Presentations

Max has presented on content strategy and user experience in a number of settings, from international conferences to local meetups. Book an encore performance at your place.

Corporate content strategy

Content people and marketing people - It's complicated

Presented at: CS Forum, Melbourne, 2016; Sydney Content Strategy Meetup, March 2017
Coming to: Content and Communities Summit (Auckland, March 28-30), and Confab Central (Minneapolis MN, June 7-9)
Running time: 30-50 minutes

Content strategists and the marketing team share very few traits. Their goals, strengths, weaknesses, and styles aren’t only different, but often conflict. The relationship between the two is crucial, but often broken. A little more understanding would go a long way – but only if the other side weren’t so annoying.

Drawing on a series of personal interviews and surveys, this talk looks at the role personal relationships play in creating this divide, the way organisational structure upholds it, and how strategy can overcome it.

What you'll learn:

* How ‘pure marketers’ think about content, and how ‘pure content people’ think about marketing – prejudices, misunderstandings, and hard truths.

* The skills that each side brings to an organisation and how they ought to intersect and benefit everyone.

* How the business structure, and the distance it does or doesn’t put between content/digital teams and marketing teams, affects the way the two sides relate and what work they do.

* How content strategy needs to flow directly from the organisation's strategy (and how content marketing is much less important).

Judging from the reaction GIFs and other tweets, people enjoyed this one at CS Forum 2016

 

THE MESS WE'RE (NOT) IN: CONTENT STRATEGY IN THE CORPORATE WORLD

First presented: CS Forum, Cape Town, 2012
Running time: 30-50 minutes

This looks at what Max discovered when he started seriously digging into web content at National Australia Bank. It focuses on content bloat, the effects of convoluted workflows, and the pros and cons of being a content strategist in a corporate environment.

New product pitches

PITCH PERFECT (OR, AT LEAST, PITCH NOT CRAPPY)

First presented: In-house at Jade Software, 2014
Running time: 30-45 minutes

Originally created for competitors in a Jade Software 'Thinkubator' competition, this lays out a simple structure for quick pitches of new products. By lifting the story you tell above 'what we built' or 'how we built it', and into the realm of 'what we're making possible', your pitch has a much greater impact. If you're serious about funding a new product, convincing senior leaders to back your ideas, or winning at a start-up weekend or hackathon, this is for you.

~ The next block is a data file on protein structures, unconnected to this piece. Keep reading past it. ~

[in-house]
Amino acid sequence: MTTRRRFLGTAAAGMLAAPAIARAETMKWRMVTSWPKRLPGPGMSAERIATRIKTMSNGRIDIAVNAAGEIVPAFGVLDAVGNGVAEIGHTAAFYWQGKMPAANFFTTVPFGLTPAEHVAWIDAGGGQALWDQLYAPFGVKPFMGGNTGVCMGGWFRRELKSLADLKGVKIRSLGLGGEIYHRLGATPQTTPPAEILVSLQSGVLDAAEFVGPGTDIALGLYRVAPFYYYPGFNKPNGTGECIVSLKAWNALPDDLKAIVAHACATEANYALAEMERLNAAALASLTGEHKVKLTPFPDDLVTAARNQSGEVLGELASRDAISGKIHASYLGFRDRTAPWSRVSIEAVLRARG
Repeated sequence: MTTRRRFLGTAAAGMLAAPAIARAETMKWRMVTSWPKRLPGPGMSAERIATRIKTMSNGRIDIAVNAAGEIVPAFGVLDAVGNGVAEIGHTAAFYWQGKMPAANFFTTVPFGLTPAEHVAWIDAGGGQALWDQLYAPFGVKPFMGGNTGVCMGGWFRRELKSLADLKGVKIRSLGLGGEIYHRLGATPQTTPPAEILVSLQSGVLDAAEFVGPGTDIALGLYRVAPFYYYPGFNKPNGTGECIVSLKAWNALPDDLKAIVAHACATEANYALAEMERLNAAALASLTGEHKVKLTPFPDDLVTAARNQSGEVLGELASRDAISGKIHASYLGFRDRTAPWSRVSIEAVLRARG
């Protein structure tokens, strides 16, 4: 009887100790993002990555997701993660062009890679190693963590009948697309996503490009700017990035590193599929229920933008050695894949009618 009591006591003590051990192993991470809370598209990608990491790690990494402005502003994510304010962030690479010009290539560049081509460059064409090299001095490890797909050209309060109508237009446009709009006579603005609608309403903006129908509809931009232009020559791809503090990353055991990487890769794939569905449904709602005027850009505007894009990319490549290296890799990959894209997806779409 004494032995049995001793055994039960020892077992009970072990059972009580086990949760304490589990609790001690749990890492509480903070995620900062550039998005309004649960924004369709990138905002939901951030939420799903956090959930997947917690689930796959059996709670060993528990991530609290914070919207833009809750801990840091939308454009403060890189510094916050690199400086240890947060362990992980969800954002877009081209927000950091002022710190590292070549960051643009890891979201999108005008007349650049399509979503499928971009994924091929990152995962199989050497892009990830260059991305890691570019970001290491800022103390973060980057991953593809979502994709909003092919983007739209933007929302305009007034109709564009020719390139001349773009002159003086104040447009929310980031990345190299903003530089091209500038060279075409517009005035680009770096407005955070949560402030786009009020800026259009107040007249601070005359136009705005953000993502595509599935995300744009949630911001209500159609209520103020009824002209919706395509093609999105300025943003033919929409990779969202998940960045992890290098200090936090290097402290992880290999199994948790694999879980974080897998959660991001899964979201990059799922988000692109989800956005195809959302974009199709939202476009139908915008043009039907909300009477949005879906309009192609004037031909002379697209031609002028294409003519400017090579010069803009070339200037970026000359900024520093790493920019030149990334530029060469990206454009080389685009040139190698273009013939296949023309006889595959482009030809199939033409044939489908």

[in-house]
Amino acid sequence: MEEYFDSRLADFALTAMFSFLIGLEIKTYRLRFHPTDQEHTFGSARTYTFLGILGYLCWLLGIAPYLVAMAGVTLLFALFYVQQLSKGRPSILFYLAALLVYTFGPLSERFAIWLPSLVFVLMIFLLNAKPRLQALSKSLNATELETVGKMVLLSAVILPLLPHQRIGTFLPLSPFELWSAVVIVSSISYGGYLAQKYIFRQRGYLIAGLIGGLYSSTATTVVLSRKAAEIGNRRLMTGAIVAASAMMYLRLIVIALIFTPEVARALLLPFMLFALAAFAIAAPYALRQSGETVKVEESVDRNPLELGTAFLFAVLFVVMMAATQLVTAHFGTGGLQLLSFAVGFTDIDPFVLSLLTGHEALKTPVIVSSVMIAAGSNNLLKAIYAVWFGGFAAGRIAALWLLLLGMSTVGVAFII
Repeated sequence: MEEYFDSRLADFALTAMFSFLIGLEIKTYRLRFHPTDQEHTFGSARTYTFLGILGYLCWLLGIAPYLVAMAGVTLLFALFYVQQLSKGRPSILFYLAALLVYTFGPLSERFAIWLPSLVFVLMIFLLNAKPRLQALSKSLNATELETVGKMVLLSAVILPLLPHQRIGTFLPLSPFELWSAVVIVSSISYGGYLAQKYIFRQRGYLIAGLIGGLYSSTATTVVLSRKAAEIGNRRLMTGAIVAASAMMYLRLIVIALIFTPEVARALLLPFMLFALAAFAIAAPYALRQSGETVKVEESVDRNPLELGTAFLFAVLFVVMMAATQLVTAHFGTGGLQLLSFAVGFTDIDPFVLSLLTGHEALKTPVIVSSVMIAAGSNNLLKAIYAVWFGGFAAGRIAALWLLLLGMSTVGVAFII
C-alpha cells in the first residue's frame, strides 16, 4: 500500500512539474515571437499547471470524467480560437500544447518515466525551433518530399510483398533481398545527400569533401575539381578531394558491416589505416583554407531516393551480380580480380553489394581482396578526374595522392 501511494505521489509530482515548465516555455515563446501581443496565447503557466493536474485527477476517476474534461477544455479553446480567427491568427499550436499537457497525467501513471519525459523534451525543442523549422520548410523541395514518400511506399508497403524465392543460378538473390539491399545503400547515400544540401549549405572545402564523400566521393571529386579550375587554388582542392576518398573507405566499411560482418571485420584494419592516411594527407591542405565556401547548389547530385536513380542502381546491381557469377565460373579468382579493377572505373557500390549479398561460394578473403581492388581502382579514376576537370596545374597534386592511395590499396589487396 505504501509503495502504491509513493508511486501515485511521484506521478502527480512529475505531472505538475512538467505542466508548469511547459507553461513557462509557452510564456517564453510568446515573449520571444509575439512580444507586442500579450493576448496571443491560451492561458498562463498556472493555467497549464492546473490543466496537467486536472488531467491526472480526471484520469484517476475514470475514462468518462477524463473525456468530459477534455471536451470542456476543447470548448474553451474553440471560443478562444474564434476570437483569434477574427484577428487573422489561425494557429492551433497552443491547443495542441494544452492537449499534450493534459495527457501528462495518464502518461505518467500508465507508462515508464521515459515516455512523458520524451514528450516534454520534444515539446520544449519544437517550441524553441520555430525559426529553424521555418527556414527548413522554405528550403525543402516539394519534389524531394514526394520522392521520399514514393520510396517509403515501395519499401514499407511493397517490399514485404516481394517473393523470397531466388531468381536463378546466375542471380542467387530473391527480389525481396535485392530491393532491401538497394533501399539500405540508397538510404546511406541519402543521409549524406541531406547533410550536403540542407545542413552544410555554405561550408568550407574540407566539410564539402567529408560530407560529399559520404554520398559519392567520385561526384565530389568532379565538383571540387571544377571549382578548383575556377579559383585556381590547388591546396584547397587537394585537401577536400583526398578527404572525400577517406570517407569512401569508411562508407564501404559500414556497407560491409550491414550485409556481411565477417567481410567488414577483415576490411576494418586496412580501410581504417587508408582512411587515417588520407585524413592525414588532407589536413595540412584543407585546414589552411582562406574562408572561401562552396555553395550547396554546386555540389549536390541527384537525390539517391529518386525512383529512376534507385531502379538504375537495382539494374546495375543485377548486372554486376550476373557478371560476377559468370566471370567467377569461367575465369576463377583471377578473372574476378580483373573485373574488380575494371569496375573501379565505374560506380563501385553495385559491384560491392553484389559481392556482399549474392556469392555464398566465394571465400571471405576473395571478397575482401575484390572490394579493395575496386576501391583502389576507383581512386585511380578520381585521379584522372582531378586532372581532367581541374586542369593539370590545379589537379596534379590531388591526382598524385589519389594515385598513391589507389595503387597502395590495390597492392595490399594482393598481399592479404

Content and user experience (UX)

UX Design Day, Dunedin, 2014

UX Design Day, Dunedin, 2014

Content + UX = Better business

First presented: UX Design Day, Dunedin, 2014
Running time: 20-45 minutes

This is a "content talk" for an audience of UX experts and designers. It compares the disciplines' strengths, the outcomes they strive for, and the lessons they can teach other. It shows how to encourage close cooperation between UX and content teams, and how businesses benefit as a result.

TEACHING A CROSS-TASMAN TEAM TO VALUE User Experience (UX)

First presented: UX New Zealand, Wellington, 2013 (with Adam Kendall, NAB)
Running time: 25-50 minutes

How did the digital team at National Australia Bank get from having no UX expertise at all to being a team capable of making a lot of its own decisions? With a UX team that introduced tools and processes, and stayed available. This talk also examines the cross-over between content and UX work, and various cultural references from 2002. 

CONTENT PEOPLE: WHO WE ARE, WHAT WE DO, AND WHO WE'RE LIKE

First presented: Auckland content strategy meetup #1, 2014
Running time: 15-30 minutes

This rallying cry is for people who work with web content but don't necessarily feel like they're 'allowed' to make content-related decisions. This talk invites people in, explaining who belongs and why. It examines our similarities with user experience experts in particular.

 

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